What makes a safe haven a safe haven? How do we classify a safe haven from a non‐safe haven, and especially a good one from a not‐so‐good one?
These questions go directly to the heart of our goal as investors: to increase wealth by mitigating risk. It's important to remind ourselves because much of the investment world would convince us that this is not possible. To their way of thinking, risk mitigation is a necessary evil—a pound of flesh, as it were—extracted in the name of prudence; it accepts bad results, all in the name of safety from bad results. So, because we believe that it is, indeed, possible to increase wealth while mitigating risk, we had best be sure that we are choosing the optimal safe haven for the job—one that can. We can't rely on the followers of modern portfolio theory to tell us; if they acknowledge the question at all, they can't answer it with the superficial tools at their disposal. And if we naïvely expect someone to hand a safe haven to us, tied up neatly in a box with the assurance of “trust me—it works,” then we might as well abandon the scientific rigor of our demonic dice games and go find some back‐alley game of craps.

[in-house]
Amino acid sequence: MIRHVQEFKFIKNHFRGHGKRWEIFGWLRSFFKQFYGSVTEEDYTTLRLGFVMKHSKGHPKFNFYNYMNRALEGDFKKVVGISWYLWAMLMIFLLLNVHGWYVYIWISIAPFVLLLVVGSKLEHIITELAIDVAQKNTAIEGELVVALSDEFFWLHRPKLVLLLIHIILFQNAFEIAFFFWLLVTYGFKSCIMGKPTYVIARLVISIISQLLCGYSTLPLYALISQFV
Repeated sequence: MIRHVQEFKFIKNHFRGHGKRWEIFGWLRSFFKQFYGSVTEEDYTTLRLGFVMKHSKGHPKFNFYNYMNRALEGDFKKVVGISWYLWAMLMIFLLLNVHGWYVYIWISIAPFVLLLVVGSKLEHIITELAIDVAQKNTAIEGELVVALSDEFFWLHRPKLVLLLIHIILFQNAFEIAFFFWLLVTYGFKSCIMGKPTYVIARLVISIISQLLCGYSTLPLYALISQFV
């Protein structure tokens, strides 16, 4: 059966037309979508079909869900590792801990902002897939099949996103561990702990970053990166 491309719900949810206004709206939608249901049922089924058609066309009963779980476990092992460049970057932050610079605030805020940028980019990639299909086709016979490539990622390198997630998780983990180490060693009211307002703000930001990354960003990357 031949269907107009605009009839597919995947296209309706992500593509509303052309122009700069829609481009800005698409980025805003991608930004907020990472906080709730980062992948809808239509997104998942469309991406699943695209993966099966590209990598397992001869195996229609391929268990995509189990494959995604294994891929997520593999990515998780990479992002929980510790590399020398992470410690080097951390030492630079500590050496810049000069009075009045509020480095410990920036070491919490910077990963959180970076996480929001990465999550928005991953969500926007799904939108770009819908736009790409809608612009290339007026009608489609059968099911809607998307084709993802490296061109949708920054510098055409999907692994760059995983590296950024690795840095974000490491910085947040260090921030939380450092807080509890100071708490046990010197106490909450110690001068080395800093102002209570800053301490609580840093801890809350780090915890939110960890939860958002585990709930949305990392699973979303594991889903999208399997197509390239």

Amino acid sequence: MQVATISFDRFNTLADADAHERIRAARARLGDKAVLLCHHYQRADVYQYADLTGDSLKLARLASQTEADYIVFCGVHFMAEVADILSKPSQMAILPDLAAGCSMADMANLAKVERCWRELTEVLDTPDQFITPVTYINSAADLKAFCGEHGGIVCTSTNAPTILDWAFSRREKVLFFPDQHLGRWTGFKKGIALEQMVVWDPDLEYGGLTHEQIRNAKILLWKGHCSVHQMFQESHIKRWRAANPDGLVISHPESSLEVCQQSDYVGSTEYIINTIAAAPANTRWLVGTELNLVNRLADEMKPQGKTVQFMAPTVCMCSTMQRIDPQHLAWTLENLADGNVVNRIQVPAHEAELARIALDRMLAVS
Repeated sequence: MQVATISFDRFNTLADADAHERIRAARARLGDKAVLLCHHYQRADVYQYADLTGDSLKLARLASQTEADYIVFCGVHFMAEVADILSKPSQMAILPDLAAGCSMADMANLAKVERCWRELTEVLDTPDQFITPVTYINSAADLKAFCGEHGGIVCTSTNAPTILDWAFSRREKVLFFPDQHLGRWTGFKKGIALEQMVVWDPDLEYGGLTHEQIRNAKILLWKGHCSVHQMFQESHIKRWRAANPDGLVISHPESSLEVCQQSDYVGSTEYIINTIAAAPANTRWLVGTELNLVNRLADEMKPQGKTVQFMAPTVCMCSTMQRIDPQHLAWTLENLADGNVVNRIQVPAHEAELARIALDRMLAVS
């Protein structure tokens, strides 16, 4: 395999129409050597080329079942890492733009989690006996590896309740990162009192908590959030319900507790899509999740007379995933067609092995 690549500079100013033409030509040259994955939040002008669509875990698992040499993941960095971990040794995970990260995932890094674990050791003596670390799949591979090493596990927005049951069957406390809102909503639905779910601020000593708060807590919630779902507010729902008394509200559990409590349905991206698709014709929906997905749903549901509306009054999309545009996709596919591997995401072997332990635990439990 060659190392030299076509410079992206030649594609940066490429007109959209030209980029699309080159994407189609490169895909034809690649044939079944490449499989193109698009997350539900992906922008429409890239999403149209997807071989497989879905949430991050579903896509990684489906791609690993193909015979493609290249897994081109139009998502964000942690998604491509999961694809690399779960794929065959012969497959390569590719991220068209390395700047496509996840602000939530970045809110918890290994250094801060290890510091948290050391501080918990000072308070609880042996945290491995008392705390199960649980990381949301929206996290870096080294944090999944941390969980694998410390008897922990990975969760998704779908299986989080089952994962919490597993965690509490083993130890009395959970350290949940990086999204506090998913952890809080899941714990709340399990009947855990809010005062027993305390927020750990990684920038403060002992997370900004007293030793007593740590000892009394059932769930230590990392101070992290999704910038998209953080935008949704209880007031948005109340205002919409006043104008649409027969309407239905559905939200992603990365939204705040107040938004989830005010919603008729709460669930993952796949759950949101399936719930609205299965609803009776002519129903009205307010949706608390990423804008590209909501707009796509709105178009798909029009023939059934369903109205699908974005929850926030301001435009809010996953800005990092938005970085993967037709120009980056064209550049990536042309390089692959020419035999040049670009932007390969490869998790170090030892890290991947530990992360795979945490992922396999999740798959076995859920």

No, we must do the hard work (but take heart, it's not that hard) to investigate our questions: of the “what” and “how” of safe havens, and how they compare, each against the other. We are empowering ourselves ...